Recently, in a small town in Pennsylvania, an insurance agent for Nationwide Insurance noticed a certain plant growing in a garden on the property he was inspecting. This insurance agent identified the plant as marijuana and notified the police about this nefarious behavior. An elderly couple lived at that property, and while the husband was out at the time, the wife was dragged from her home, in her underwear, while police proceeded to ransack the home for four hours. They found nothing illegal. And that marijuana plant that started this whole debacle? Actually a hibiscus. This is only one of countless examples of this exact sort of “raid first, ask questions later” mentality that police forces in this country have adopted. But it’s only natural that this sort of bad behavior has evolved because of the huge problem of overcriminalization. And when the difference between “criminal” and “lawbreaker” is more than just splitting semantic hairs, something needs to be done. Special guest Clark Neily of the Cato Institute joins James Harrigan and Antony Davies to talk about this and more on this week’s episode of Words and Numbers.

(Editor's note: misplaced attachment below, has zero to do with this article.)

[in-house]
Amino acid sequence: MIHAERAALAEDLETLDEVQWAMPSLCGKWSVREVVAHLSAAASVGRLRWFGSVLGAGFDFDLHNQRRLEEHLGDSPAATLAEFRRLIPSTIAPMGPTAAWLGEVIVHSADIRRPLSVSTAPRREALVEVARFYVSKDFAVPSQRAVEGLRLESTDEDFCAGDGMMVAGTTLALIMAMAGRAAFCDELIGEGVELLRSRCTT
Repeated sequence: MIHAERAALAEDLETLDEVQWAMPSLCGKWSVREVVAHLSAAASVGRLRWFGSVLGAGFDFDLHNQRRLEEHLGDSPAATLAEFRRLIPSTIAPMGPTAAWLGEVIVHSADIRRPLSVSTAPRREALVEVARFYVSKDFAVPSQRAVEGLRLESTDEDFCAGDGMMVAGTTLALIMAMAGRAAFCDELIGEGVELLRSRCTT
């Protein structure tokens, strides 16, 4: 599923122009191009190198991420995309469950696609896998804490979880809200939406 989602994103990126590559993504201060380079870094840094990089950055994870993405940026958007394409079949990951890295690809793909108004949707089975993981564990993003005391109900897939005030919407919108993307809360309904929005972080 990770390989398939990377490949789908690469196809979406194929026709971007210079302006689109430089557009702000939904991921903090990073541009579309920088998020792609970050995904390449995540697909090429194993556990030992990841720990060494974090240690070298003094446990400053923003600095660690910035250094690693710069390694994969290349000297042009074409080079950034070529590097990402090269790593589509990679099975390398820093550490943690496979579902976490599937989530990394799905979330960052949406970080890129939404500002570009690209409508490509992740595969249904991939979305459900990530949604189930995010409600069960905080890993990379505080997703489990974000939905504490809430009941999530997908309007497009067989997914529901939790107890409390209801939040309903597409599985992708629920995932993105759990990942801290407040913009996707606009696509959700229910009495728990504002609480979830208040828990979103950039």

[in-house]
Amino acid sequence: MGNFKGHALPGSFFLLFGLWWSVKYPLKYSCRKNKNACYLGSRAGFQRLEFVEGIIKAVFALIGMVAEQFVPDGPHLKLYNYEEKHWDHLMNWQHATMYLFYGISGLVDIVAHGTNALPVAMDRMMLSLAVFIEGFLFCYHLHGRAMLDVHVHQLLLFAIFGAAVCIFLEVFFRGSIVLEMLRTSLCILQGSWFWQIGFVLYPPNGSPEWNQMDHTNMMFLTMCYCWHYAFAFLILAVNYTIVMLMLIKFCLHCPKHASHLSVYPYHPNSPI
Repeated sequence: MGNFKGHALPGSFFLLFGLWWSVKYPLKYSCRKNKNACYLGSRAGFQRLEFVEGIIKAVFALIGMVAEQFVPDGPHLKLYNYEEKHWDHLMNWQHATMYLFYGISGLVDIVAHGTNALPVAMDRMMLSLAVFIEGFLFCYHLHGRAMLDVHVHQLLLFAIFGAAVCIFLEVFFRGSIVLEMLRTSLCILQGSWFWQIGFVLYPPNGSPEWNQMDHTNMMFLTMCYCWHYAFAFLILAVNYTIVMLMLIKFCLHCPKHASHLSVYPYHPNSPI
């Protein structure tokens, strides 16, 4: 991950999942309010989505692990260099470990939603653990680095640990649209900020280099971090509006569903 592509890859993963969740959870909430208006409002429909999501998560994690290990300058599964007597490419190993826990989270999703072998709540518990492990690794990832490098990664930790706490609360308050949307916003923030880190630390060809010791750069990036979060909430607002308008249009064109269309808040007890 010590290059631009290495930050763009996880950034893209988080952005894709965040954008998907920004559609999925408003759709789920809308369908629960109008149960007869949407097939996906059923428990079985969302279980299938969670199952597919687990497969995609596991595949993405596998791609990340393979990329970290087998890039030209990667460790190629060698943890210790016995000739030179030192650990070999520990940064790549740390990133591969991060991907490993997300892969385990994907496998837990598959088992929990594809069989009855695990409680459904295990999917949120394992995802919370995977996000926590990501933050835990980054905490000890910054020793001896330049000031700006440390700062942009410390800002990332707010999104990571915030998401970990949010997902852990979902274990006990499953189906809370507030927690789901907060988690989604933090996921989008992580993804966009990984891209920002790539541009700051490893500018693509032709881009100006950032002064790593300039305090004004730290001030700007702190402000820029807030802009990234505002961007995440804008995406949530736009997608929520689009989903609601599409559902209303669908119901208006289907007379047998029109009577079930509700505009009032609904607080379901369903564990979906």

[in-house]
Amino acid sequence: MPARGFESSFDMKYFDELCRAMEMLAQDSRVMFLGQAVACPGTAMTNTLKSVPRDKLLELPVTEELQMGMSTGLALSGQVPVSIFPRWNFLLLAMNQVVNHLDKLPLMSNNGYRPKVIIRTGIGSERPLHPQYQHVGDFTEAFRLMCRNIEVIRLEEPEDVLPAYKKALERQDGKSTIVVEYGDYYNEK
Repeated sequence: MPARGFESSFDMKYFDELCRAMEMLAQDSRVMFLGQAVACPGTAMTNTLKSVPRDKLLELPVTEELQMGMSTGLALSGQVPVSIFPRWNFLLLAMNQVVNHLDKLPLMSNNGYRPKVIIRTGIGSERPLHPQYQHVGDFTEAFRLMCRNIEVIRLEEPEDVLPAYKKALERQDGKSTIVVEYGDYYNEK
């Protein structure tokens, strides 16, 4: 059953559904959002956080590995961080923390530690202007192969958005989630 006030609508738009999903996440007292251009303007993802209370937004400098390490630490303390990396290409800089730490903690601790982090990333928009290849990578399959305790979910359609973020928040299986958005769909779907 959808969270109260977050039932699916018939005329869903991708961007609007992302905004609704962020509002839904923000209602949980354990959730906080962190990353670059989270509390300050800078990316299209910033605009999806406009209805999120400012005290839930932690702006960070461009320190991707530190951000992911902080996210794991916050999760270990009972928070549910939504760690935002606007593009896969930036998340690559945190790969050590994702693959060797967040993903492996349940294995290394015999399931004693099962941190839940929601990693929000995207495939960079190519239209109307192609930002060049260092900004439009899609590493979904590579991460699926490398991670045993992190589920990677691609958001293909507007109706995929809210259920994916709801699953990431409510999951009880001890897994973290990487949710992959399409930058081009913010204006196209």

57-year-old grandfather from India partially paralyzed by a cop while visiting his son in Alabama — cop charged with assault but jury hung; charges dismissed
Philadelphia police captain slugs woman because he mistakenly believed she threw water on him. The officer was terminated by the police chief, but reinstated by an arbitrator with back pay.
NYPD officer nearly kills bicyclist by pushing him into a curb. The officer was convicted of lying about it in court but not punished.
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